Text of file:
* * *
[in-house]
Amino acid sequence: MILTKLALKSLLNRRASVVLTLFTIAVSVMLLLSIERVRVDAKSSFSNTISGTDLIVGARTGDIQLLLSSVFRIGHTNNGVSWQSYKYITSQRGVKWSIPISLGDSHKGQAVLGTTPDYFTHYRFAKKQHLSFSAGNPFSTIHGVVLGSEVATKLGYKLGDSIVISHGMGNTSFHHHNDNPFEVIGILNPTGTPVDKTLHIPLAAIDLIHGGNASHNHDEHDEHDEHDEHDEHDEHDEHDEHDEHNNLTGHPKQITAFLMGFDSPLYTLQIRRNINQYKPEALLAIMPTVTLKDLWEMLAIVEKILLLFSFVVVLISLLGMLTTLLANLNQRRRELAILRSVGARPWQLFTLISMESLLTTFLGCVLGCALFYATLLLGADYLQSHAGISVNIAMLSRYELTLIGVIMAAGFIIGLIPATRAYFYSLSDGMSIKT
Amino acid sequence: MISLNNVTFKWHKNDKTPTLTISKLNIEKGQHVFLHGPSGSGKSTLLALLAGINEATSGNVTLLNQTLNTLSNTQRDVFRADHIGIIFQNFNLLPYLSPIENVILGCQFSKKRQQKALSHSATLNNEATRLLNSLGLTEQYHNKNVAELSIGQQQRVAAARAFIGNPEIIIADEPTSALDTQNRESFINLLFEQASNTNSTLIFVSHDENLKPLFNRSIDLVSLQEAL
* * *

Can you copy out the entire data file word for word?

[in-house]
Amino acid sequence: MILTKLALKSLLNRRASVVLTLFTIAVSVMLLLSIERVRVDAKSSFSNTISGTDLIVGARTGDIQLLLSSVFRIGHTNNGVSWQSYKYITSQRGVKWSIPISLGDSHKGQAVLGTTPDYFTHYRFAKKQHLSFSAGNPFSTIHGVVLGSEVATKLGYKLGDSIVISHGMGNTSFHHHNDNPFEVIGILNPTGTPVDKTLHIPLAAIDLIHGGNASHNHDEHDEHDEHDEHDEHDEHDEHDEHDEHNNLTGHPKQITAFLMGFDSPLYTLQIRRNINQYKPEALLAIMPTVTLKDLWEMLAIVEKILLLFSFVVVLISLLGMLTTLLANLNQRRRELAILRSVGARPWQLFTLISMESLLTTFLGCVLGCALFYATLLLGADYLQSHAGISVNIAMLSRYELTLIGVIMAAGFIIGLIPATRAYFYSLSDGMSIKT
Amino acid sequence: MISLNNVTFKWHKNDKTPTLTISKLNIEKGQHVFLHGPSGSGKSTLLALLAGINEATSGNVTLLNQTLNTLSNTQRDVFRADHIGIIFQNFNLLPYLSPIENVILGCQFSKKRQQKALSHSATLNNEATRLLNSLGLTEQYHNKNVAELSIGQQQRVAAARAFIGNPEIIIADEPTSALDTQNRESFINLLFEQASNTNSTLIFVSHDENLKPLFNRSIDLVSLQEAL